Chile’s first female head of state, Michelle Bachelet, far outpaced her challengers in Sunday’s presidential election but failed to get the 50 percent of the vote she needed to avoid a second round at the polls.
The two women — childhood friends who briefly went to the same primary school and who lived opposite each other on the same street — will now faceoff in mid-December.
“Today, Chileans have voted for a new way of working together, for a new way of doing politics, for inclusion and for participation,” Bachelet told supporters. “And this gives us heart to win again in December. We’ll head into this second round seeing it as a great opportunity to start a new era.”
Matthei, 60, who has advocated business-friendly policies, told supporters that forcing Bachelet into a runoff was “certainly a triumph.”
"Now it's down to just two candidates and we're going to be able to make our points, to argue, to debate,” Matthei said. “We're going to go into the second round with a message of moderation, a message with a broad appeal — about how we can continue to develop this wonderful country. And we're going to win in the second round."
Despite her failure to win an outright victory, Bachelet seems certain to be sworn in next March as the successor to billionaire businessman Sebastian Piñera, who has ruled Chile for the past four years.
“She looks certain to win but I don’t think she can take the votes of all the smaller candidates, who didn’t make the runoff, for granted,” said Robert Funk, assistant professor of political science at the University of Chile. “One of the interesting things about this election has been the extent to which many of the candidates haven’t defined themselves as either ‘left’ or ‘right.’”
If she does win, Bachelet will become the first Chilean president since 1952 to win a second term. Under the constitution, presidents in Chile are barred from serving consecutive terms and can only seek reelection at a later date.
An atheist and a divorced single mother, Bachelet is seen by many Chileans as an antidote to the traditional, Roman Catholic conservatism of the country’s political elite. She has managed to tap into a deep current of discontent in the country, among the poor, the young and students, who have staged huge street protests in favor of education reform in recent years.
“I want real change,” said Claudia Elliott after casting her vote in the eastern Santiago district of La Reina, where Bachelet also voted. “In Chile, everything seems great on the surface but there are still a lot of people living in real poverty.
“There’s a lot of talk about entrepreneurship; they keep building new shopping malls. It all looks and sounds lovely, but it’s not real. I want real change, that’s why I voted for Bachelet,” Elliott said.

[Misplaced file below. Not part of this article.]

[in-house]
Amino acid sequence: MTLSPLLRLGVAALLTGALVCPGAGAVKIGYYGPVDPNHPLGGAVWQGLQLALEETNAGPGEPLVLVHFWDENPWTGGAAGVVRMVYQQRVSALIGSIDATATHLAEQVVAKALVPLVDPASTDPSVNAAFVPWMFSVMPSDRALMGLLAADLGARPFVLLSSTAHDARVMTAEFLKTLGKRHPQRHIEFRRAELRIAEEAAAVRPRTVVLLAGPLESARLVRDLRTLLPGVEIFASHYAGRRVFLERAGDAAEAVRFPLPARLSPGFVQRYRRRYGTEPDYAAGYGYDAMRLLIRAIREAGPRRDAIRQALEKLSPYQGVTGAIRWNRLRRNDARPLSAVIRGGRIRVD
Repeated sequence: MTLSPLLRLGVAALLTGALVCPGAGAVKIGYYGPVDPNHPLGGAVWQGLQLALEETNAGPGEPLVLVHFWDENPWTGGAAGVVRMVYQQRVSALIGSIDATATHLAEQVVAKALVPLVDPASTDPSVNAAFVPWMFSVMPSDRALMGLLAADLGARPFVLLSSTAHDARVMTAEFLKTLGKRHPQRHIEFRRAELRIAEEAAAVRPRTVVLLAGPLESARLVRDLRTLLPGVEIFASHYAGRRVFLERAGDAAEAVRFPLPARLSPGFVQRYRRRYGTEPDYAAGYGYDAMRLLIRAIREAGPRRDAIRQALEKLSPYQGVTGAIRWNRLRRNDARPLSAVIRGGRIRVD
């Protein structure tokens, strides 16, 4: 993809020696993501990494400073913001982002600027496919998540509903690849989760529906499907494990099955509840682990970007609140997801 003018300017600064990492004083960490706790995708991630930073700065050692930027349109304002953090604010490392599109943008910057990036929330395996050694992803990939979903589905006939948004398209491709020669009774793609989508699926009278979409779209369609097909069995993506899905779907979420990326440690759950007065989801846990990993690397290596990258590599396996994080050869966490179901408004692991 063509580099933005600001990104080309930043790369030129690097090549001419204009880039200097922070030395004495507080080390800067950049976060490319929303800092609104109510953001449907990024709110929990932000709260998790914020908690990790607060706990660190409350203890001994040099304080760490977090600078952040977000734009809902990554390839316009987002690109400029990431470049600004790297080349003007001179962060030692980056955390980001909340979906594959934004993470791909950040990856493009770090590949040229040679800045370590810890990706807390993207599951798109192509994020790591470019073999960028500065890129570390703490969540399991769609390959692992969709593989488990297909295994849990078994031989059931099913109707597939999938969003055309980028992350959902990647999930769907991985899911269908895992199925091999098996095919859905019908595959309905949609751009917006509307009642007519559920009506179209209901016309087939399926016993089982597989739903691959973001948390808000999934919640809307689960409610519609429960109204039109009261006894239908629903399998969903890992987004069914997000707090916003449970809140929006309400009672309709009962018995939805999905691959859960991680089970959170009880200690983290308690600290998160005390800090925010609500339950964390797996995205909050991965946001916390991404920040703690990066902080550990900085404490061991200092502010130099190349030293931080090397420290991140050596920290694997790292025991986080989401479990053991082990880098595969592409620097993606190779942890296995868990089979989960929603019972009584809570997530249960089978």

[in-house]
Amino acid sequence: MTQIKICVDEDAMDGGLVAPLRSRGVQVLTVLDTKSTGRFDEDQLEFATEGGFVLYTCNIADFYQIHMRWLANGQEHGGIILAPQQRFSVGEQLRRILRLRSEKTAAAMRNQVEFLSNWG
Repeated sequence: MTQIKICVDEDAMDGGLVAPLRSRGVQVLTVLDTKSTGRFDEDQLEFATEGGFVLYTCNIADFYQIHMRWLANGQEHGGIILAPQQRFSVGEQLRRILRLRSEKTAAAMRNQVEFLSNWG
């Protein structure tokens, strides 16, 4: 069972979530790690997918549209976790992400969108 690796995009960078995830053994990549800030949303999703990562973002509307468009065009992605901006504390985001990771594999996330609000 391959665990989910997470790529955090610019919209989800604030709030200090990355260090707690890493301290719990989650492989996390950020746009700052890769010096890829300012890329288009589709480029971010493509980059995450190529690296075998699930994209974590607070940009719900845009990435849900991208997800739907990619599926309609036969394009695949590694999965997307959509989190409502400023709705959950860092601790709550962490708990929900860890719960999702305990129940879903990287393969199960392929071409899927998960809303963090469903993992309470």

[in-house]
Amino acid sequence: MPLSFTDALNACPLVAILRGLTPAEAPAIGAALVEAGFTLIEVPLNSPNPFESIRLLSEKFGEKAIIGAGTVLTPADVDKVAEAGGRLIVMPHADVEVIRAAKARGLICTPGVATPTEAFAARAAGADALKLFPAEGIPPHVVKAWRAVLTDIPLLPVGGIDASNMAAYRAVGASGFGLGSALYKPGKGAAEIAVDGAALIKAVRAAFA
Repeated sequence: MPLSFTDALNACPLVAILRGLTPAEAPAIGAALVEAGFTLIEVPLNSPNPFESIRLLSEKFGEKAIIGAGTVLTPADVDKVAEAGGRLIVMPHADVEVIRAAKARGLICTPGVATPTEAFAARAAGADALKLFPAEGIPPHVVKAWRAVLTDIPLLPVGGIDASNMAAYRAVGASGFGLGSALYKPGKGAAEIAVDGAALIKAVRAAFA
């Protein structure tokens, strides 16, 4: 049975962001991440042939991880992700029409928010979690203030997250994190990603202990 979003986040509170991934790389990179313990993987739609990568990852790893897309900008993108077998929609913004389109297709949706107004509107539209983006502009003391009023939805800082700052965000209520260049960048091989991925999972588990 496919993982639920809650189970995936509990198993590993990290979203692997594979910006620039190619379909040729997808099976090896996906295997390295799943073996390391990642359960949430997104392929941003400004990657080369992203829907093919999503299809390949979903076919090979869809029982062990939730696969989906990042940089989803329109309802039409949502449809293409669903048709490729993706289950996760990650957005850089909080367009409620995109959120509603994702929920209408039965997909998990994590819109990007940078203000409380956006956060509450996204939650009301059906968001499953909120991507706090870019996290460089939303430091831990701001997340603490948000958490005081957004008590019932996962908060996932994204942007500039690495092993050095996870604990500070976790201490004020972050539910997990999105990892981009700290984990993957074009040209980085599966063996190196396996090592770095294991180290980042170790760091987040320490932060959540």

Gabriela Warner, another voter, said education and constitutional reform were her most pressing issues.
“I don’t think everything will change in just four years, but the fact there are more alternatives in this election, more points of view, more candidates, bodes well for the future,” she said.
Everything suggests a second Bachelet administration would be more radical than her first. To students, she is offering nothing less than full state-funding for all those in higher education, to be rolled out over the next six years. As a first step, during her four-year term, the state would pay the tuition fees of the poorest 70 percent of Chile’s higher education students.
In an education system as heavily dependent on household funding as Chile’s, this is an ambitious and costly proposal. In all, Bachelet’s education reforms will — by her own admission — require extra funding of 1.5 percent to 2 percent of GDP each year.
Bachelet says that money would come from tax reform. She wants to gradually raise Chile’s basic corporate tax rate to 25 percent — a 5 percent hike — over the next four years while reducing the top rate of personal income tax from 40 percent to 35 percent. Business leaders have complained that her economic proposals will hit investment just when economic growth is slowing.
Aside from education and tax reform, the third pillar of Bachelet’s campaign is constitutional change. She says Chile needs a new constitution to replace the one drawn up under General Augusto Pinochet in 1980, and a new electoral system. The current one ensures that the two big coalitions get almost all the seats in Congress, split fairly evenly between them.
One of Bachelet’s challenges, if elected, will be to keep her coalition in check. During her first government, she headed a four-party coalition but this time she represents seven parties. At one end of the spectrum sits the Communists while at the other sits the Christian Democrats. On ethical issues like relaxation of Chile’s strict abortion laws and the legalization of gay marriage, they do not see eye-to-eye.
“It will not be an easy ride,” Funk said. “The communists will not want to toe the line.”
The campaign has focused mostly on domestic issues but Bachelet has said that Chile’s role in shaping global events will increase in January when Chile replaces Guatemala on the United Nations Security Council. That would give Chile an important vote on critical issues, including international response to the use of chemical weapons in Syria.
With the presidential contest seemingly a foregone conclusion, the fight for congressional seats has become crucial. On Sunday, all 120 seats in Congress were up for grabs along with 20 of the 38 seats in the Senate. Full results of those elections were expected on Monday, and Bachelet will be hoping for a clear majority in both houses to help her push through her program for government.